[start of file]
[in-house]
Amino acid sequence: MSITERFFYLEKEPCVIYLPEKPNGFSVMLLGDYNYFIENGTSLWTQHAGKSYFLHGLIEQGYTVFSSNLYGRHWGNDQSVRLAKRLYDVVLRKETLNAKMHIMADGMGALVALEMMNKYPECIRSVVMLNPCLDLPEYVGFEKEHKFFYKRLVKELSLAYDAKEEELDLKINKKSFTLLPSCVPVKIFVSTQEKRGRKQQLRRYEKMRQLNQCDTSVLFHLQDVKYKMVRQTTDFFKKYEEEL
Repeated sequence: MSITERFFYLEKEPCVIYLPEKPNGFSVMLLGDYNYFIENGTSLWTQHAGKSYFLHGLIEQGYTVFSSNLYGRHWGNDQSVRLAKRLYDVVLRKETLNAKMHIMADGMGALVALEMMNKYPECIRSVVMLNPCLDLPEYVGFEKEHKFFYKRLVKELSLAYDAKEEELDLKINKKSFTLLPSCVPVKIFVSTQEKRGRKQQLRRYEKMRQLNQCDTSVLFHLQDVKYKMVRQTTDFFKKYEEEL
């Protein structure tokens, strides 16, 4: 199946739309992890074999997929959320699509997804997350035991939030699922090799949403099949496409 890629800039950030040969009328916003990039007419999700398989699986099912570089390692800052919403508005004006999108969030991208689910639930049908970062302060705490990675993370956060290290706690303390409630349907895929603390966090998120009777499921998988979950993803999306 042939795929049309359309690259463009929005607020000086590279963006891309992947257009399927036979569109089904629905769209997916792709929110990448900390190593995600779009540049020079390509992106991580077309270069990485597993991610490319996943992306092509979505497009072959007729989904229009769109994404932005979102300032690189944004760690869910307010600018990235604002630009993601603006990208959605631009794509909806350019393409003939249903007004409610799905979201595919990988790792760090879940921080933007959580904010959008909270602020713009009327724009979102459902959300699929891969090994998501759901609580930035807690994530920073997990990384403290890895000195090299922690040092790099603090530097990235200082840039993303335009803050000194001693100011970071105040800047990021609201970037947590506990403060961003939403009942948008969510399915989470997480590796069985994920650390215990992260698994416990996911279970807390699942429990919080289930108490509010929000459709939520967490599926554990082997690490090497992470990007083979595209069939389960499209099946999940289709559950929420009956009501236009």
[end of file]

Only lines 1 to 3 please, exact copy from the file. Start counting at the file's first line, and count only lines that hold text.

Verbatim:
[in-house]
Amino acid sequence: MSITERFFYLEKEPCVIYLPEKPNGFSVMLLGDYNYFIENGTSLWTQHAGKSYFLHGLIEQGYTVFSSNLYGRHWGNDQSVRLAKRLYDVVLRKETLNAKMHIMADGMGALVALEMMNKYPECIRSVVMLNPCLDLPEYVGFEKEHKFFYKRLVKELSLAYDAKEEELDLKINKKSFTLLPSCVPVKIFVSTQEKRGRKQQLRRYEKMRQLNQCDTSVLFHLQDVKYKMVRQTTDFFKKYEEEL
Repeated sequence: MSITERFFYLEKEPCVIYLPEKPNGFSVMLLGDYNYFIENGTSLWTQHAGKSYFLHGLIEQGYTVFSSNLYGRHWGNDQSVRLAKRLYDVVLRKETLNAKMHIMADGMGALVALEMMNKYPECIRSVVMLNPCLDLPEYVGFEKEHKFFYKRLVKELSLAYDAKEEELDLKINKKSFTLLPSCVPVKIFVSTQEKRGRKQQLRRYEKMRQLNQCDTSVLFHLQDVKYKMVRQTTDFFKKYEEEL